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Intelligent Mitigation

OK, Milton, what are you talking about now? Is intelligent mitigation some kind of computer-associated algorithm related to artificial intelligence (AI)? No, not exactly.

The COVOD-19 pandemic has affected all of our lives, some with far reaching consequences. Governmental and public health initiatives, e.g., shutdowns, lockdowns, stay-at-home, quarantine, essential workers, unemployment, and the fear of the unknown all caused by an unseen virus have turned our world upside down. Those initial public health controls with their unfortunate economic impact did indeed “flatten the curve.”

The current phase of reopening creates another set of challenges. As we continue to witness additional coronavirus cases locally, and with certain areas of the country experiencing significant increases, the term “second wave” is written and discussed. What exactly does a second wave mean in terms of a pandemic? Many, including this author, believe we haven’t exited the first wave yet.

All of us are aware that an epidemic is an outbreak of an infectious disease that spreads quickly and affects many individuals at the same time. A pandemic is a type of epidemic where the outbreak of the disease occurs over a wide geographic area – the world, in COVID-19’s case — and affects an exceptionally high proportion of the population. Yes, COVID-19 meets the requirements of a pandemic.

Infectious diseases grow exponentially at the initial stage of the outbreak. If unchecked, the rapid growth of infected patients is likely to overrun most of the health care systems; ask Northern Italy, Spain and certain sections of New York City. Strategies aimed to delay the spread and attempt to contain the virus, including lockdowns, quarantine and restrictions in human mobility, proved to be effective in delaying the sudden, rapid rise in the wave of new cases and flatten the curve (wave). The social, political and economic consequences of containment cannot be understated.

As we are learning, it is hard to predict waves. By monitoring the case counts, one can get a sense of the ongoing infection dynamics in the community.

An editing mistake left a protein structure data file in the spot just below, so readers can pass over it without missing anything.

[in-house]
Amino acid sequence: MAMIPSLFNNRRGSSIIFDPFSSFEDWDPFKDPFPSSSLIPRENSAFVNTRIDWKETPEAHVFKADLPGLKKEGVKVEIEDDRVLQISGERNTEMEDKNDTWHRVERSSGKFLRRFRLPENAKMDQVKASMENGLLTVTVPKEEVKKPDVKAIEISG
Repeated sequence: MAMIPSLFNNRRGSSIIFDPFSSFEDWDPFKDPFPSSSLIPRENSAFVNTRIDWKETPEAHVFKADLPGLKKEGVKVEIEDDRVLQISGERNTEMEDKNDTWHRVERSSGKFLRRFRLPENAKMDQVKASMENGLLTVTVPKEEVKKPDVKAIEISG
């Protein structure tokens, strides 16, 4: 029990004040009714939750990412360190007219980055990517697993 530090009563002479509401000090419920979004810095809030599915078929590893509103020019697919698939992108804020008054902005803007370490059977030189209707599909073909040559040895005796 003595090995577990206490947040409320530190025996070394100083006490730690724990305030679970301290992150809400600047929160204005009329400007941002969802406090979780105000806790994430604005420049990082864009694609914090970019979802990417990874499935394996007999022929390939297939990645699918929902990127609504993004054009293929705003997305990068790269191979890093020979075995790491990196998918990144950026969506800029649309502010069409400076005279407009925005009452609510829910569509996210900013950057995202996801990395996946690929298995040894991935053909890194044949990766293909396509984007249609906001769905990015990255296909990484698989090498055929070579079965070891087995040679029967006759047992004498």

County and state health departments confirm community spread of COVID-19, some geographic areas of the U.S. more than others. With a few exceptions, containment prevented the over-utilizations of hospital critical care services.

However, in the community, COVID-19 is associated with two forces. The virus left unchecked will continue to spread rapidly through the population. The other force must attempt to blunt the progression of the virus through society.

Mitigation describes a strategy to dramatically separate the virus from people by the so-called “physical separation” of one person who might be infected from others presumed uninfected. Hence, we talk about social distancing, wearing face masks, inside crowd avoidance, frequent hand washing, hand-to- face avoidance, staying home when ill, testing, contact tracing, quarantine when indicated — all methods to interrupt the interaction between the virus and society as a whole.

All of us in the community have a role to play in mitigation. We have a responsibility of make smart decisions about individual behavior with concern for our neighbors, be they across the street or across the country. Did we forget the Golden Rule: “Do unto others as you would have them do unto you”?

In my opinion we remain in the initial wave. As states reopen, a surge in the number of cases is inevitable. Management of these spikes is imperative. We have to live with virus risks and protect our communities’ most vulnerable. Intelligent “decision making” should interrupt the virus transmission of COVID-19–INTELLIGENT MITIGATION.

Computer-based algorithms can help develop modeling and strategies to tame this pandemic, yet intelligent individual decision making will protect our families, neighbors and communities. Intelligent Mitigation to prevent a “panic-demic.”

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